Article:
One of the more recent scams involves stealing someone’s identity and medical records, and using medical insurance cards to obtain prescription drugs. When thieves have your medical insurance card in their possession, they can get hold of prescription drugs and receive treatments in your name. This can result in you being offered the wrong type of treatment, or being arrested for allowing someone else to use your insurance. In order to prevent this type of identity theft occurring, it’s recommended that you keep a copy of your medical records. You should also read any mail you receive from your insurance providers, and contact them if you see anything out of the ordinary. Keep your insurance card with you, or in a safe place, and never let anyone else use it.
What can you do if you suspect you’ve been a victim of identity theft?
If you suspect you have been a victim of identity theft, one of the first things you need to do is tell the police. Give the police as much information as you can about the theft, detailing what you think has happened, when, and how. The police will advise you about what you should do next. Some of the advice may include contacting financial organizations, such as mortgage companies, and credit card issuers.
RKN Global founder Ronald K. Noble stresses that identity theft is a serious crime. Don’t be embarrassed about getting police involved.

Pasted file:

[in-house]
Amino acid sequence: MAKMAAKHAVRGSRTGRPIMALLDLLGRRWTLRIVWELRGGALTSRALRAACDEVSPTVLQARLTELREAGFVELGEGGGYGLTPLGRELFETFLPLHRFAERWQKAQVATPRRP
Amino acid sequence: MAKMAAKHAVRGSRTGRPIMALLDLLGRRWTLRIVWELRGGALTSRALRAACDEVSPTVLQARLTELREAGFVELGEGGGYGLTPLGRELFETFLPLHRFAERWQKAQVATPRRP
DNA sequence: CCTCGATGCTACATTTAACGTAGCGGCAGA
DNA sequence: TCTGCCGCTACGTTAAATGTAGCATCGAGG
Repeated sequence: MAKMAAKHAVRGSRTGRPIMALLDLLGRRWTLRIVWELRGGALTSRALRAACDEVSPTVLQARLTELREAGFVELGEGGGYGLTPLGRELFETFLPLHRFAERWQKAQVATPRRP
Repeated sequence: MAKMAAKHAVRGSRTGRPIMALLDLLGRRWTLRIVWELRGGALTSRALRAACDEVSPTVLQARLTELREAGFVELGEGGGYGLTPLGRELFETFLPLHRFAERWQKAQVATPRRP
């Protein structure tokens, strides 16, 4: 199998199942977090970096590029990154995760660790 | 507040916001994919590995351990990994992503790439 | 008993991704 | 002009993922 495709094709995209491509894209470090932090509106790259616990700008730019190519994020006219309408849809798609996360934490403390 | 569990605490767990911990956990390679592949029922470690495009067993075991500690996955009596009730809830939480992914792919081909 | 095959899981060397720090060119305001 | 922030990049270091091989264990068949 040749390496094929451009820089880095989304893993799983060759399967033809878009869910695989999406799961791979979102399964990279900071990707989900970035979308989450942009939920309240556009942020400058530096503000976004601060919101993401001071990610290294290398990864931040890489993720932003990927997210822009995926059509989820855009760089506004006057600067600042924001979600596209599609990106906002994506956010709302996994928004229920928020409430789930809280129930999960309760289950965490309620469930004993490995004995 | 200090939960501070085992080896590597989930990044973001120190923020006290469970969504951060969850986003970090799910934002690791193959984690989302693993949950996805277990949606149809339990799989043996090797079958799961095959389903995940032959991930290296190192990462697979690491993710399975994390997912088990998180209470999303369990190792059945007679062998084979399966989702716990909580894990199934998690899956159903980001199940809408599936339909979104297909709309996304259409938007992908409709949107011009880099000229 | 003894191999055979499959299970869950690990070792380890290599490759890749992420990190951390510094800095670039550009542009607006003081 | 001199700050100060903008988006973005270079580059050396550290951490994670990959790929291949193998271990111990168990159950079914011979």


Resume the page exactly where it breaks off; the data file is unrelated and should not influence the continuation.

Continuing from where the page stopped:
How to reduce the likelihood of identity theft
None of us may be able to prevent identity theft from occurring, but we can reduce its likelihood. Here are a few tips that could prevent you from falling victim to this potentially devastating crime.
– Pay with a credit card
Most credit cards offer some form of payment protection. They are likely to protect you if you don’t receive the goods you’ve paid for, and offer you protection in the event of identity theft. This is because most credit card issuers frequently monitor accounts to see if there is any suspicious activity (Source: moneysavingexpert.com).
– Use your smart phone to pay
If you have a smart phone, use it to make payments when you shop. Apple and Google Pay, to name but a few, are services that can help to protect you. These payment methods offer some of the latest encryption protection, making your personal information a lot more secure than if you had paid using a card.
– Does it look too good to be true?
Have you found an offer that looks too good to be true? If it looks too good to be true, it probably is. Take a look at the personal information the site is asking for. Does it offer you the chance to pay via PayPal, or do you have to give your name, address, and credit card number, along with your date of birth, and previous addresses? When you come across an offer that’s too good to be true, stop and think. If your instincts tell you something is wrong, it probably is.
We can all take steps to lower our chances of becoming victims of identity theft. While criminals use more and more sophisticated methods to steal our identity, we should all try to limit how much information we give to others. It’s only when we keep our personal details as personal as we can that we reduce the risk of falling victim to a potentially devastating crime.